“Hosanna to the Son of David” (Authentic Worship)

Hosanna to the Son of David

Hosanna to the Son of David.
Blessed is He that cometh in the name of the Lord.
Hosanna in the highest.

The setting for this joyful song of triumph is found in the first part of Matthew 21. (NIV)

1 As they approached Jerusalem and came to Bethphage on the Mount of Olives, Jesus sent two disciples, 2 saying to them, “Go to the village ahead of you, and at once you will find a donkey tied there, with her colt by her. Untie them and bring them to me. 3 If anyone says anything to you, say that the Lord needs them, and he will send them right away.”

 4 This took place to fulfill what was spoken through the prophet:

 5 “Say to Daughter Zion, 
   ‘See, your king comes to you, 
gentle and riding on a donkey, 
   and on a colt, the foal of a donkey.’”

 6 The disciples went and did as Jesus had instructed them. 7 They brought the donkey and the colt and placed their cloaks on them for Jesus to sit on. 8 A very large crowd spread their cloaks on the road, while others cut branches from the trees and spread them on the road. 9The crowds that went ahead of him and those that followed shouted,

   “Hosanna to the Son of David!”

   “Blessed is he who comes in the name of the Lord!”

   “Hosanna in the highest heaven!”

 10 When Jesus entered Jerusalem, the whole city was stirred and asked, “Who is this?”

 11 The crowds answered, “This is Jesus, the prophet from Nazareth in Galilee.”

If you would have been a Jew during Jesus’ time, your parents likely would have taught you about the coming Messiah. The Jewish nation had been waiting for the fulfillment of this prophecy for hundreds of years. They had been under Roman oppression for a while now and were sick of it. They were also convinced that the King who would come to save them, was going to kick out the Romans.

While Jesus made some people really angry, it seemed that He brought the general Jewish populous quite a bit of hope. Though some of them weren’t necessarily spiritual followers, here was a “zealot” who might actually get the job done, even if His teachings were pretty weird.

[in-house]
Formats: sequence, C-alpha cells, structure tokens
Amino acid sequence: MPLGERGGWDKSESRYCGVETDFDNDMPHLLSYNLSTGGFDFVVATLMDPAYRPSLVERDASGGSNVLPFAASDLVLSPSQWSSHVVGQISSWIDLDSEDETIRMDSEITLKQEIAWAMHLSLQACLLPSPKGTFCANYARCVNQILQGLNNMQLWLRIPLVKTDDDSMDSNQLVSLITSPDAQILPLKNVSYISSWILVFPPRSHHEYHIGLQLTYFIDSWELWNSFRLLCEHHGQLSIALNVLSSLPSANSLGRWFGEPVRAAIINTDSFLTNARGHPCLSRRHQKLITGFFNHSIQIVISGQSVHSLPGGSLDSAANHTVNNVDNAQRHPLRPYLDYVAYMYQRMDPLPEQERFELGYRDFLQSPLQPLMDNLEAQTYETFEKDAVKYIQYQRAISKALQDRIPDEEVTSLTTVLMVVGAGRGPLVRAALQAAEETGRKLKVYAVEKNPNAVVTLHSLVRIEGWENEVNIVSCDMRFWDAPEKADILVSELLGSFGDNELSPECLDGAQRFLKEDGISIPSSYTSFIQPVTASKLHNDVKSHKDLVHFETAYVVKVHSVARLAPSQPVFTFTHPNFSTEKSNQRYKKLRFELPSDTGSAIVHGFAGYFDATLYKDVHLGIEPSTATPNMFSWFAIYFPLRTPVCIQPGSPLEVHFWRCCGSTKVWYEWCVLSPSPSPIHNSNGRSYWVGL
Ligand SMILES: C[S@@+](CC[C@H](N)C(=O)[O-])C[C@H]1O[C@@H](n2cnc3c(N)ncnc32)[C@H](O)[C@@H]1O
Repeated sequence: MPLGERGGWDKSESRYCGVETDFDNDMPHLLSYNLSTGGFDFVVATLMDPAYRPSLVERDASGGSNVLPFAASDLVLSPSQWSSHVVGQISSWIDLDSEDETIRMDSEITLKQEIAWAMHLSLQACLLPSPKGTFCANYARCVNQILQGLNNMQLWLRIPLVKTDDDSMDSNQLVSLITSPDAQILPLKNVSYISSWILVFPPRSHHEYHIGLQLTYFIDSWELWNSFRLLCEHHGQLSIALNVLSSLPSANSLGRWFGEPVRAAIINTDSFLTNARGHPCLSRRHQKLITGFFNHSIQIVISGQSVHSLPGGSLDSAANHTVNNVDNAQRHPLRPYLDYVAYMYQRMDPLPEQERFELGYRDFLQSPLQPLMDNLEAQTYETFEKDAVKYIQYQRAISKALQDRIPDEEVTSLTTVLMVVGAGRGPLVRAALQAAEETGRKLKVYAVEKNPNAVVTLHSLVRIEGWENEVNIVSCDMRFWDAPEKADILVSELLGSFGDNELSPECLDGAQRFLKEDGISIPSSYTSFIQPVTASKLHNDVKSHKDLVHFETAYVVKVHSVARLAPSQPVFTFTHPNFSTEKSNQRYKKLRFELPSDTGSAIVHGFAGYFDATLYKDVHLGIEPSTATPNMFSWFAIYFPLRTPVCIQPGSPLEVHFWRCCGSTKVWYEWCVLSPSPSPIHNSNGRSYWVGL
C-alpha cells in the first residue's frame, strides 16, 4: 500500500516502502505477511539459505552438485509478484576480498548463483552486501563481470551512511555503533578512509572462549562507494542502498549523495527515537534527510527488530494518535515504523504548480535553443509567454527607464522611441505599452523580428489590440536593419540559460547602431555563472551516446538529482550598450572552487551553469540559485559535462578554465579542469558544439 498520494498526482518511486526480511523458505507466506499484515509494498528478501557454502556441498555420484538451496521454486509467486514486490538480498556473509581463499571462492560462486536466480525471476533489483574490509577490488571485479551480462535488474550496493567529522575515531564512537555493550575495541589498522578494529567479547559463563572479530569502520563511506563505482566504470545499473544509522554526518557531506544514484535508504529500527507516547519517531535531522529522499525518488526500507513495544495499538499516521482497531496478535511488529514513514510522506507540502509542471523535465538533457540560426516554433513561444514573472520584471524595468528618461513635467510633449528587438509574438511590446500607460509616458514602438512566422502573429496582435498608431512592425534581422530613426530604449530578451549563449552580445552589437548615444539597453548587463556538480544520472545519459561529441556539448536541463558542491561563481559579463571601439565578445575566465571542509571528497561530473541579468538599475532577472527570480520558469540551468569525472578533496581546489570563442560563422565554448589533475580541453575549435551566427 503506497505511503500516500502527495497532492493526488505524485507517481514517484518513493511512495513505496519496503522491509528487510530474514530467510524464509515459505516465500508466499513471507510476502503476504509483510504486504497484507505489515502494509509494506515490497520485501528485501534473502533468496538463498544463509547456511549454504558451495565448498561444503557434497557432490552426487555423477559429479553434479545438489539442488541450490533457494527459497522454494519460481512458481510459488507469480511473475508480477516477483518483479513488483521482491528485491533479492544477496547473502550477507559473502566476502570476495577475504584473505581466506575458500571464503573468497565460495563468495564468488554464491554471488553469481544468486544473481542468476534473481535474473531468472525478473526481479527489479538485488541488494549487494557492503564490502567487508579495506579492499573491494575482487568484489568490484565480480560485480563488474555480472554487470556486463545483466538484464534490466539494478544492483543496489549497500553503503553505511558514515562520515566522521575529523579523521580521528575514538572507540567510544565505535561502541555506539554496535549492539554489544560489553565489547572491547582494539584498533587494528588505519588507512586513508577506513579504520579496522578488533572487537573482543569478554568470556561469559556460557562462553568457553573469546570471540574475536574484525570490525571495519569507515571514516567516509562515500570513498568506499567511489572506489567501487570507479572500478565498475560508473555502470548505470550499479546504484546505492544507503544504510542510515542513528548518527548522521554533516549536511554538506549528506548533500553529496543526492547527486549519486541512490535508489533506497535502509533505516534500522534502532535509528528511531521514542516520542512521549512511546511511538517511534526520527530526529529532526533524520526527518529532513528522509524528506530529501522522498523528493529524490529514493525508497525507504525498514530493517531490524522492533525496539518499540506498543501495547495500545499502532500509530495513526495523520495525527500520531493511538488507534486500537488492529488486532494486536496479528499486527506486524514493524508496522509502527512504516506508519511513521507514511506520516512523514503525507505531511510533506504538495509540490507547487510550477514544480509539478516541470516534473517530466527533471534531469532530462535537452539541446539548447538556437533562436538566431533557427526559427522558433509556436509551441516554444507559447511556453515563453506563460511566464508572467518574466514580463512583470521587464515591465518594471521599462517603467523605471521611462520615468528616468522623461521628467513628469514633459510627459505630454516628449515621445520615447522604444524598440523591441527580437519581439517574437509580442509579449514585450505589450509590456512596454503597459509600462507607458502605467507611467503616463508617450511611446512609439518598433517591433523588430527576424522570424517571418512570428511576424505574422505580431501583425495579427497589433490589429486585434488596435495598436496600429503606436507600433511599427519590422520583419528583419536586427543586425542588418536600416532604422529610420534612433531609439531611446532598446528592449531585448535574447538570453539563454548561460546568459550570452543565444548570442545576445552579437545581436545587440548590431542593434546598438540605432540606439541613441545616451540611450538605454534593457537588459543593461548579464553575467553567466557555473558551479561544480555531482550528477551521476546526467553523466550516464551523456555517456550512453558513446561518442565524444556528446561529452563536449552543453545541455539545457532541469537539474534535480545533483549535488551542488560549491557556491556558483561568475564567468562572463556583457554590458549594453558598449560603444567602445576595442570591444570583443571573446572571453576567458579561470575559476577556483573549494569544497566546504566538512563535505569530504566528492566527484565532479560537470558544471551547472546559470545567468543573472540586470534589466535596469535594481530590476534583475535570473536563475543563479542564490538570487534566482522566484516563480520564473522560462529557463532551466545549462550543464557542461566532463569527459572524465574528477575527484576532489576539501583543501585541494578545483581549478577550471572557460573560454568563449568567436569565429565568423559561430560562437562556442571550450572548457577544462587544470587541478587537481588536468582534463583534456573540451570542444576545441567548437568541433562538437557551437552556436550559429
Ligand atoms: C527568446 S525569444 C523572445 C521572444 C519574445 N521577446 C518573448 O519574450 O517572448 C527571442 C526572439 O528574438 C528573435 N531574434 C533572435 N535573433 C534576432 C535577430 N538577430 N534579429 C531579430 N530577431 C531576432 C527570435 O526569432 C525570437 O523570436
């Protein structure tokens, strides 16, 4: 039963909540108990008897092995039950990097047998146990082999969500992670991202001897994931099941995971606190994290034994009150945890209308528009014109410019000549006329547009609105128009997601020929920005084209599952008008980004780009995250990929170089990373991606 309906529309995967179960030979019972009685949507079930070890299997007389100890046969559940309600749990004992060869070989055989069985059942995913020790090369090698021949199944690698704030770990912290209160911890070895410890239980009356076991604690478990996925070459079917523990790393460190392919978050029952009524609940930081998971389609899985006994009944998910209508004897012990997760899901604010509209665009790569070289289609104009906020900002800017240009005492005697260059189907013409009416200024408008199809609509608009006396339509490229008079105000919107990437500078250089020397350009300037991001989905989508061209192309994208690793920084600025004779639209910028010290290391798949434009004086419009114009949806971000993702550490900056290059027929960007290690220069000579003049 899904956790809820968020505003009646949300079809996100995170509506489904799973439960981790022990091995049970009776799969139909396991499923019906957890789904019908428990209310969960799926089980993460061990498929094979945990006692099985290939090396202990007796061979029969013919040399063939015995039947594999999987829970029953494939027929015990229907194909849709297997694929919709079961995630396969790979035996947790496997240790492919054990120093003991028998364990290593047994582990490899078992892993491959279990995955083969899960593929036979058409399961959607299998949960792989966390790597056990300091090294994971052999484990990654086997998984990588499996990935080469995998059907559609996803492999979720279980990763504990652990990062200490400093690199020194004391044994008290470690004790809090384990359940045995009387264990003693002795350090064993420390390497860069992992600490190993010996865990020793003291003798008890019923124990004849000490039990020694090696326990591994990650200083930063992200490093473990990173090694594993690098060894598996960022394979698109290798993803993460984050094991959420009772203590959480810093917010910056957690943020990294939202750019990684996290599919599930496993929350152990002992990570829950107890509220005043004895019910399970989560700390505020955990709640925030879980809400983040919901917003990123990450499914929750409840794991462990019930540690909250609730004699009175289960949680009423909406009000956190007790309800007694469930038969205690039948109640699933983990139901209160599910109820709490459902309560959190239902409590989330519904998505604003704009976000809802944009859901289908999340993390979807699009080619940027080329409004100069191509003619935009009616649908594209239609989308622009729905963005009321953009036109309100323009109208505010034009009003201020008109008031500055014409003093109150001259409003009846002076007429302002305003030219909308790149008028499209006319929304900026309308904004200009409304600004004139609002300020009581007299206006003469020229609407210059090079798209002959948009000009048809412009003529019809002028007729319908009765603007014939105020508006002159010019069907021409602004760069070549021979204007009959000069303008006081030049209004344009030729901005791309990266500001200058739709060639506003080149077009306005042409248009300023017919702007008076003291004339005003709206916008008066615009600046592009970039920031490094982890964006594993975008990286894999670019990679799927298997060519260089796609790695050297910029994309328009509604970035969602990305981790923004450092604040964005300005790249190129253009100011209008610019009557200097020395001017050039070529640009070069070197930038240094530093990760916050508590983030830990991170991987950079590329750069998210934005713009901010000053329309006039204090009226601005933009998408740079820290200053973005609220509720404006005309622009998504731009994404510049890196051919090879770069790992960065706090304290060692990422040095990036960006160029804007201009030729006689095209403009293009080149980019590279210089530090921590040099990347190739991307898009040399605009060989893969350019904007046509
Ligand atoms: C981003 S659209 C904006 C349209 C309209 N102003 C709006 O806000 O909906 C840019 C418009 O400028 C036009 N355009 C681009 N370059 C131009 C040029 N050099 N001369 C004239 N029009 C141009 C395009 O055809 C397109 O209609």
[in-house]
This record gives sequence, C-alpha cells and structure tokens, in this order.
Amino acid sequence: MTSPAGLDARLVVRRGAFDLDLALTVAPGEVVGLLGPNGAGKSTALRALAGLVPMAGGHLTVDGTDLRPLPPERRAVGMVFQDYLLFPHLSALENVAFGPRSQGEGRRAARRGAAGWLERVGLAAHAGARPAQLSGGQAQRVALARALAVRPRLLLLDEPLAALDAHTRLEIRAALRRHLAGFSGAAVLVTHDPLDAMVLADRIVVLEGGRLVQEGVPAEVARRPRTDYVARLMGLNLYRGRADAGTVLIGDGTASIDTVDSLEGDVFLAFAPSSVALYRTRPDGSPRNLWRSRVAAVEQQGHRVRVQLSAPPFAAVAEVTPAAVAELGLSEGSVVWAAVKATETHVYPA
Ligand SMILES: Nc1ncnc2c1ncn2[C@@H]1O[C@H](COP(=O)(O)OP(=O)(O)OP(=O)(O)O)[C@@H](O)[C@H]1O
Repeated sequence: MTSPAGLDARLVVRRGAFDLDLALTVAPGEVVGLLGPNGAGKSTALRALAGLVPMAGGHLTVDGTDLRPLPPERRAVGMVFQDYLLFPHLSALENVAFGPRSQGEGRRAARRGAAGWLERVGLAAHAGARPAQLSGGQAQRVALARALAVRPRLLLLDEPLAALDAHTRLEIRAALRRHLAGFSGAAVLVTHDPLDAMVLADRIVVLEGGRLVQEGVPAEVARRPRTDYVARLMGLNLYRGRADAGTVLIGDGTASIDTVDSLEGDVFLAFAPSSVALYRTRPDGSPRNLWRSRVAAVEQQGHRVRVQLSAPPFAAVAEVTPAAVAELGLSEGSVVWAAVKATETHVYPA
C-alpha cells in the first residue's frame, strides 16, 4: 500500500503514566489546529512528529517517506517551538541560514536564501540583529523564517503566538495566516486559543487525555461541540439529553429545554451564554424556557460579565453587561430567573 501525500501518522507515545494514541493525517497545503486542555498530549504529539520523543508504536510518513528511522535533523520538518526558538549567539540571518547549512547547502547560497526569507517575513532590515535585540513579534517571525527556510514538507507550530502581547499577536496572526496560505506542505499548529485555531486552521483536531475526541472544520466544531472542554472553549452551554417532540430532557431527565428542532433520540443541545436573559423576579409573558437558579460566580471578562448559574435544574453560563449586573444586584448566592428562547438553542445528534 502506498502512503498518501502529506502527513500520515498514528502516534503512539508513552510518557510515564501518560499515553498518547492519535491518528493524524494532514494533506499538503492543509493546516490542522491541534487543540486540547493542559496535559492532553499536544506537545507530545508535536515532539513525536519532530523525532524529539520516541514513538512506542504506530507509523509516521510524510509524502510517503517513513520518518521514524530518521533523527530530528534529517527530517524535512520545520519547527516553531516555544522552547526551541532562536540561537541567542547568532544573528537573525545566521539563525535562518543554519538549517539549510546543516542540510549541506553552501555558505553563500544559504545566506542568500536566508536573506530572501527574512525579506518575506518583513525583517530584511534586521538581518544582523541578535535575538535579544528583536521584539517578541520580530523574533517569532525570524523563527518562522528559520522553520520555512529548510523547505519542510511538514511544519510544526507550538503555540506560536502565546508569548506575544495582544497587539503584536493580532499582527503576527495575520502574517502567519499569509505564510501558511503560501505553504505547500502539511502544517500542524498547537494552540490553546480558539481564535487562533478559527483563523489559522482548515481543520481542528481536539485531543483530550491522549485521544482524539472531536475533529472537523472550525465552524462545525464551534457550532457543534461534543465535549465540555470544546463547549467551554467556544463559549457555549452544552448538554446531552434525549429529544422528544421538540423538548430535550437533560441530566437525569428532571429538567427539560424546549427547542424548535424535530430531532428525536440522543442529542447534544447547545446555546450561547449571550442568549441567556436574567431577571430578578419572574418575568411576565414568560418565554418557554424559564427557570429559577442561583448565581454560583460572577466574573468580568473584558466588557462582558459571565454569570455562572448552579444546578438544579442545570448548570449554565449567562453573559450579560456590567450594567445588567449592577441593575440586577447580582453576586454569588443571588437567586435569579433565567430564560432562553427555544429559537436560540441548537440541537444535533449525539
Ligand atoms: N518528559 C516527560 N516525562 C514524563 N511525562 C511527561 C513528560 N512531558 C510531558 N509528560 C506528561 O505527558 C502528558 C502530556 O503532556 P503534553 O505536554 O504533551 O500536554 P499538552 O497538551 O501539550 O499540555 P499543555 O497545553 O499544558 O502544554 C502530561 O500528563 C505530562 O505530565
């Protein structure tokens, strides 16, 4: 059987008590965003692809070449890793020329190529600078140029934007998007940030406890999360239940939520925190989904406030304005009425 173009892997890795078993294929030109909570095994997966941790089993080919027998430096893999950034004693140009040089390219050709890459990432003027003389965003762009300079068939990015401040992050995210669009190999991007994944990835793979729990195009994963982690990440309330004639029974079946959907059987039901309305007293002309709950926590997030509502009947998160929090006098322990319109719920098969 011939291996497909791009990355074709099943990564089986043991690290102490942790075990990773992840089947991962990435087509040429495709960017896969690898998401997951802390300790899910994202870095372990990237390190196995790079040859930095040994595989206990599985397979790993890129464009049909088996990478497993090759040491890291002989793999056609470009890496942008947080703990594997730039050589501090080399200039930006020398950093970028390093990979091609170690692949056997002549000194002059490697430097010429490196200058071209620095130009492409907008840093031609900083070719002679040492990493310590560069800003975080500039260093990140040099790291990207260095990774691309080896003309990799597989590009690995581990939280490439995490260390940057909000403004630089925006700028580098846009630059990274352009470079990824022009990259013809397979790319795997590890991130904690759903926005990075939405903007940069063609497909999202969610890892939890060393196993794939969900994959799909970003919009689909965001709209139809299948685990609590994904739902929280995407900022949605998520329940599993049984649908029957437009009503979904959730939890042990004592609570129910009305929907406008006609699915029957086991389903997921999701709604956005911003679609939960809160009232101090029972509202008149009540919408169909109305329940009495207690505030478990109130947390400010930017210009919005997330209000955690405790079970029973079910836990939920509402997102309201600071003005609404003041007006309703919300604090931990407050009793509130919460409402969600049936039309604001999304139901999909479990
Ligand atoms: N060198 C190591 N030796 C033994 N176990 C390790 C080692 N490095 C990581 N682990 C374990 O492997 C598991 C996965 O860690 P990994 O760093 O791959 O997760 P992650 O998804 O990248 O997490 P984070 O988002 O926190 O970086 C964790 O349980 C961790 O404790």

I can just see these two Jewish guys hanging out in the marketplace talking about it:
Ezra: “. . .Oh, and speaking of rabbis, you know that guy, Jesus, the one who walks all over the place with that bunch of ignorant fishermen and a tax collector?”

Samuel: “Of course I do! I wasn’t born yesterday!”

Ezra: “Chill, Sam! Don’t get your loincloth in a wad! I was just asking. Anyway, did you hear what He said the other day?”

Samuel: “I’ve heard stories, but what was it this time?”

Ezra: “Well, my brother Judah, got to hear him teach the other day, and He said a lot of strange things. But the strangest thing He said was that people were supposed to eat His flesh and drink His blood!”

Samuel: “You’re kidding!”

Ezra: “I know, odd, right?” But that’s what He said.”

Samuel: Well, hey, I guess we can put up with a little of that, if He’s going to kick out the Romans, like some people say. He’s not really like the other zealots though. He keeps talking about loving your enemies. . .”


It probably wasn’t quite like that, but I like to think it was.

By this time, Jesus fame had reached its peak. Rumor had spread about His power, teaching, and miracles. Some people liked Him because He loved them, gave them significance, and taught about revolutionary ideas about His Kingdom. Others saw his leadership and thought He was the revolutionary they awaited, the King that would rid them of the Roman scourge.

So when He entered Jerusalem astride a donkey saddled with His disciples’ cloaks, who knows what triggered the reaction, but the crowd, likely for various reasons burst into a joyous frenzy. It was literally, a pep rally for Jesus.